Baltimore Ravens

Ravens offseason to-do list: Help Lamar Jackson, trade Joe Flacco, decide on C.J. Mosley and more

The NFL offseason is a marathon, not a sprint, but Ravens general manager Eric DeCosta did not exactly kick his feet up on his desk at team headquarters during his first day on the job.

On Friday, the Ravens’ first move after Ozzie Newsome stepped aside was promoting Greg Roman to offensive coordinator. Marty Mornhinweg declined to remain on coach John Harbaugh’s staff, and wide receivers coach Bobby Engram was moved to tight ends coach, the position Roman previously oversaw.


There is still much to do. Over the next three-plus months, the Ravens will finalize their staff, evaluate prospects at the NFL scouting combine, enter free-agency negotiations, mull trade offers, begin offseason workout programs and select their rookie class.

Some priorities, though, are a little more important than others. Here’s what’s on the Ravens’ offseason to-do list.


Build around Lamar Jackson

The Ravens have committed to Jackson as their offensive centerpiece. Now they need him to continue his development as a passer, just as they’ll need progress from fellow rookies Orlando Brown Jr., Mark Andrews and Hayden Hurst.

But the front office’s end of the bargain is just as important: Amplify Jackson’s strengths and mask his weaknesses with the team’s ongoing roster construction.

In free agency, the Ravens could re-sign wide receiver John Brown, who struggled after a strong first seven weeks. They could bring back Maxx Williams or Nick Boyle, two tight ends valued for their blocking. Running backs Ty Montgomery and Buck Allen are also unrestricted free agents, though neither proved essential in the Jackson-led offense.

But with the No. 22 overall pick in the draft and no second-round selection, the Ravens don’t have access to the same level of talent they did last year. Gus Edwards and Willie Snead IV proved to be reliable, sure-handed performers at running back and wide receiver, respectively, but neither is a game-breaker. And those are easier found in the draft than in free agency.

Up front, Matt Skura should improve after his first full season at center, while James Hurst’s expected battle with Alex Lewis could produce a steady performer at left guard. But the Ravens cannot risk Jackson’s health or a strong running game with poor offensive line play.

Baltimore Ravens quarterback Lamar Jackson (8) runs with in the first half of an NFL wild card playoff football game against the Los Angeles Chargers, Sunday, Jan. 6, 2019, in Baltimore.

Trade Joe Flacco

After the Ravens’ season-ending loss Sunday, Harbaugh reaffirmed that Jackson is the team’s starting quarterback and all but bade farewell to Flacco.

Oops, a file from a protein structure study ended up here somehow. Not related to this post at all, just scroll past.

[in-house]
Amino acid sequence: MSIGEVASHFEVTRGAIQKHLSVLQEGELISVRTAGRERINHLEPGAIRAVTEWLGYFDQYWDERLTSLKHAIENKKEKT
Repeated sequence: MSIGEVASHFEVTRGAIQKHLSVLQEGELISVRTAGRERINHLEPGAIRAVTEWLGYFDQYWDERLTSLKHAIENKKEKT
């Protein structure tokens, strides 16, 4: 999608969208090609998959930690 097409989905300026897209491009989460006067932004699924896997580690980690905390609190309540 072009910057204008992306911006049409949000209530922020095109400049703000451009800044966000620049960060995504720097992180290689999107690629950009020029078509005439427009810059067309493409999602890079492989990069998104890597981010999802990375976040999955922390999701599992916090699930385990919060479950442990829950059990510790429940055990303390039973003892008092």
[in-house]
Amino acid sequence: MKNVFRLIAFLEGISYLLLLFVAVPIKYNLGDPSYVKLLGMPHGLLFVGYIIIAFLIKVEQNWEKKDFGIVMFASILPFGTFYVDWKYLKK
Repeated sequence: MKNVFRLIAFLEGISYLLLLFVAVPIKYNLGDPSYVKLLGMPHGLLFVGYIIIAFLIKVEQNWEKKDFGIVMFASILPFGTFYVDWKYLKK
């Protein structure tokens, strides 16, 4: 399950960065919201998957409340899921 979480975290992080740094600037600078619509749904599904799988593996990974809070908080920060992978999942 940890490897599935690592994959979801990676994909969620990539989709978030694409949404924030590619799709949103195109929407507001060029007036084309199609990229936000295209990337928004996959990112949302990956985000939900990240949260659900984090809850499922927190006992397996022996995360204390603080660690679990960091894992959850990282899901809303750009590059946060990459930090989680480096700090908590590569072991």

He also said Flacco would “have a market. A lot of teams are going to want Joe.” Just how much is the question. Flacco, 33, has a $26.5 million salary cap hit for 2019. If the Ravens cut or trade him before June 1, they would incur $16 million in dead money against the cap. With a post-June 1 move, the Ravens would split the $16 million charge over two years, resulting in $18.5 million in savings.

It will be up to quarterback-needy teams to decide whether the remaining three years and $63 million on his contract, none of it guaranteed, are worth it. The market for proven signal-callers has only intensified since Flacco signed a then-record six-year, $120.6 million contract; 15 quarterbacks are making over $20 million annually, according to payroll website Spotrac.


With a relatively weak quarterback class entering this year’s draft — some early mock drafts have as many quarterbacks being taken in the first round as were taken in the top 10 last year (four) — the Ravens could find eager trade partners. Last year, Tyrod Taylor and Alex Smith were each traded for a third-round pick. Jimmy Garoppolo fetched a second-rounder the year before that. In 2016, Sam Bradford was traded for a first-rounder and future fourth-round pick.

Flacco finished No. 40 overall this season in passer rating among quarterbacks, behind Garoppolo (No. 34) and Smith (No. 38) but ahead of Teddy Bridgewater (No. 50) and Taylor (No. 54), both of whom saw far fewer snaps.

Quarterback Joe Flacco watching from the sidelines against the Chargers in the AFC wild-card round.

Decide on the futures of C.J. Mosley and Terrell Suggs

With the Ravens unable to sign Mosley, their star inside linebacker, to a contract extension before the end of the season, they have two paths forward. Both will be costly.

Option one: Sign Mosley to a pricy long-term deal. The NFL’s six highest-paid linebackers are nominally outside linebackers — edge rushers like Khalil Mack. The top-paid inside linebackers are considerably cheaper: Luke Kuechly ($12.4 million annually) and Bobby Wagner ($10.8 million). Those two also rank Nos. 2 and 1, respectively, among linebackers, according to Pro Football Focus, because they rank among the top six linebackers in coverage.